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I come from a tech background, so I tend to prefer a larger selection of tools. Many homesteaders my prefer to have a small number of tools. As I get more experience, I may decide to use fewer tools for the process. One of the main disadvantage to using a large tool-set is having to clean and maintain tools the can easily become dull and unsanitary when processing animals.
My organization skills along with my remembering to clean things "right away" are not the best. I also take months off between processing animals. I taken these facts into account when selecting tools. I have chosen tools with good handles and disposable blades. If a blade is left uncleaned, it can get rusty and dull, if that happens, I choose replacement. The handles that I have chosen allow me to either boil them in water or sanitize them by soak in bleach. I also have a jar with mineral oil to store disposable blades protecting them from moisture. The jar of mineral oil I use can be heated over 100C/212F and sealed with a lid. Which is a good way to sanitize them and drive away water. I am especially interested in reusing blades that cost over $1 apiece. I try harder to remember cleaning these. I use drug store mineral oil (not the same as baby oil) that qualifies as a medical grade laxative. If I were to consume a small amount of oil on the meat, it would be 1000 times smaller that a laxative dose.
Because my skin-off preparation is a form of open skinning, you will need some sort of curved blade to cut the connective tissue that holds the hide to the muscle/fat layer under the skin. On the instructions I will refer to this blade as your curved blade. Some people here prefer to use disposable scalpels for their curved blade. I have chosen to use exacto blades for mu curved blades.
Exacto blades come in a verity of standardized sizes and shapes. Pictured above I have labeled the #23 #22 and #10 blades. All three are curved blades that will work. The #22 and #23 are larger blades that require a larger #2 handle, while the #10 uses a more common smaller #1 handle. I feel that the larger size works best for skinning. I prefer the #23 because it is sharp on both sides and allows me to work in tight spaces. The #23 is harder to find than the more common #22 and #10. It must usually be mail ordered and usually cost 8-20 USD for a 5 pack including shipping. Because of the rarity and cost I will remember to clean these blades first. I also avoid cutting against bone. I also have a strop (straight razor sharpening leather) that I can use to keep it at peak sharpness.
Note: I am using the term "exacto" as a generic version of X-acto®, Excel® and Techni-Edge® along with no-name version of similar blades. The company X-acto along with the others have a sort of de facto standard. In this standard, a #20 blade from X-acto will be approximately the same size and shape as one from Excel and will fit on the same handle as a #20 manufactured by Excel.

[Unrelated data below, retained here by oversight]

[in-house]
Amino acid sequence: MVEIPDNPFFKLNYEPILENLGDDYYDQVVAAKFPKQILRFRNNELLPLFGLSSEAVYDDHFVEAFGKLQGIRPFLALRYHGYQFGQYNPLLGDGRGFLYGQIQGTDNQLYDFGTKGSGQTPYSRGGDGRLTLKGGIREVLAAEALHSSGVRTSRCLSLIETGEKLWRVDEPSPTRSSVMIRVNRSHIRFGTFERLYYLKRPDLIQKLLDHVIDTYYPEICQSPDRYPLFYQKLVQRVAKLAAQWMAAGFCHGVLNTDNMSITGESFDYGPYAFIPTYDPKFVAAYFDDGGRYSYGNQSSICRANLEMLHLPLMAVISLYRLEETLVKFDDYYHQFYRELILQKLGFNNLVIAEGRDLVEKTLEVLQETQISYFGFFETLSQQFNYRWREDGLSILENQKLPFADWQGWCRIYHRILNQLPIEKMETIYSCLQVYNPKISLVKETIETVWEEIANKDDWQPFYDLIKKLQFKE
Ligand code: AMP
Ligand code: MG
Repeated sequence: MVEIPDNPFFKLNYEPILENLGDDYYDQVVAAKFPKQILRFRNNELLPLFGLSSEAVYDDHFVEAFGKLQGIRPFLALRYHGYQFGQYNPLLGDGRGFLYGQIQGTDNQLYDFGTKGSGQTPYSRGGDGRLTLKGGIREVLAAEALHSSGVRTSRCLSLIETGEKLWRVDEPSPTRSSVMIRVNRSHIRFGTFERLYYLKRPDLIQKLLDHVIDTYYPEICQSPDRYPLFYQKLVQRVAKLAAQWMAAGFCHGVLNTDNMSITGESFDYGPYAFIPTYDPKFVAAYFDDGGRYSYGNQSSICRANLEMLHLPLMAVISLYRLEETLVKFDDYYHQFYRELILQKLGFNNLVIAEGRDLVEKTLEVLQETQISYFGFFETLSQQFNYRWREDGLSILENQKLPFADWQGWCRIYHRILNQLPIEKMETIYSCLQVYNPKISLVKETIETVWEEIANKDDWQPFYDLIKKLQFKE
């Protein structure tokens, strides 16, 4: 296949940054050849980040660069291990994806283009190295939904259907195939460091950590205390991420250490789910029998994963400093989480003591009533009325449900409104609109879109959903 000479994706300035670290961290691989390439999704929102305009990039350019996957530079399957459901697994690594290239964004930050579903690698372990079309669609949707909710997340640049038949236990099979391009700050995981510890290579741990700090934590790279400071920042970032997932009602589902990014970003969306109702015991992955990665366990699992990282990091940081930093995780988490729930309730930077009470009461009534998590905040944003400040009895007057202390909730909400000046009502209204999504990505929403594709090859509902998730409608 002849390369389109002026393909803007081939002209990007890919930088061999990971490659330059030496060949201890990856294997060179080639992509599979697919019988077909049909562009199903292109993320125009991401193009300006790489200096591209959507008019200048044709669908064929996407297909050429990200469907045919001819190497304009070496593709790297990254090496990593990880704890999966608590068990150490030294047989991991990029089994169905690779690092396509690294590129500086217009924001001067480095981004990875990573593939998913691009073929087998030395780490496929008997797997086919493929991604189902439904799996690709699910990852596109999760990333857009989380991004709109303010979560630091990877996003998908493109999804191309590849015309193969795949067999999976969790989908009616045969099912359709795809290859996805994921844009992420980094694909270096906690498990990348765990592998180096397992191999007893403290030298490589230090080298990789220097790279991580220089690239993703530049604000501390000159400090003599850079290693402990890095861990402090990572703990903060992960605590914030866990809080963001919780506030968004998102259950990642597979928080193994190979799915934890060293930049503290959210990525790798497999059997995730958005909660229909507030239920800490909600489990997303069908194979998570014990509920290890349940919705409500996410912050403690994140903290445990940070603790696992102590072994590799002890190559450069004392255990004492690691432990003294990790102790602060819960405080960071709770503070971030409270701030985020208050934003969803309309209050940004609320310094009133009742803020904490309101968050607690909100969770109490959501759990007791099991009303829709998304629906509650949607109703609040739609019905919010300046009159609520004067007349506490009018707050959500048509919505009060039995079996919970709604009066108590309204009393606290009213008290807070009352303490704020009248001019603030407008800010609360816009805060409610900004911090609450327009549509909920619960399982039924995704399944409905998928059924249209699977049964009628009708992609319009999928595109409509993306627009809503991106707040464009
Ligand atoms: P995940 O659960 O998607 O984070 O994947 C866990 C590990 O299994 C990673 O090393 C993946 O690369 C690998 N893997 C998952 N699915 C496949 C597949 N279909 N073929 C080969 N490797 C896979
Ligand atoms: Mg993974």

For a few cuts I have found it advantageous to use a blade with an extreme point. In the instructions I refer to this as your pointy blade.
I find it particularly useful when I want to cut the skin but avoid cutting into the meat below. I can insert the tip of the blade under the skin and cut while pulling away from the meat. I have chosen to use the #11 exacto blade as my pointy blade. The #11 is what most people consider to be the standard exacto blade and most handles come with this blade. As always, you can use a scalpel for your pointy blade instead.
To serve as a gut hook and to cut the hide without cutting the underlying tissue I prefer to have a hook blade.
I really like this handle for disposable trapezoid and hook blades. I found it in the discount bin at Tractor Supply. For now I do not use trapezoid blades, I am only using hook blades in my knife.
What I like the best is that it comes open completely and does not have nooks and crannies that can trap bits of blood and animal tissue that results from the butchering process. After I have finished processing I can remove the blade open it up and spray it out with a hose. To sanitize the handle I boil it in water for a few minutes and remove it while the water is still hot so it dries faster. After drying, I use a bit of mineral oil to suppress rust. The blade can be removed and given the "hot oil treatment".
I good tool for cutting between bones and through tends is a sturdy set of sheers. Some people use poultry sheers. I prefer to use EMT shears sometimes called combat shears.
I found a pair at Walmart for about 4USD. I also found them in Harbor Freight under the name "Super Sheers". They can be found on eBay, but beware, many are made of flimsy metal.
Due to the combination of metal and plastic, I use boiling as my sanitation method. So as to avoid melting the plastic handles, I heat the water to boiling then remove the water from the heat. I then submerge the shears. So far they haven't melted.
There are a few times when processing cuy that a flat blade can come in handy. For this I went all-out cheap. At my local grocery store I found a 9mm snap-off blade and knife for under 2USD. I was also able to find a 10 pack of replacement blades on eBay for $1 including shipping.
There are two drawbacks. One is that the blade can be flimsy and even break if you cut too hard. This where you would use the shears instead. The blade holder can also be a bit wonky when the blade is fully extended. The blade does have a tendency to move around inside the holder. So I only recommend it when precision cutting is not needed. The plus side is that these blades are so cheep, I am not so worried about cutting against/near bone. Also I can clean them, but it is not the highest priority.
Edit 03/27/20: Removed seam ripper; added #11 blade; grammar
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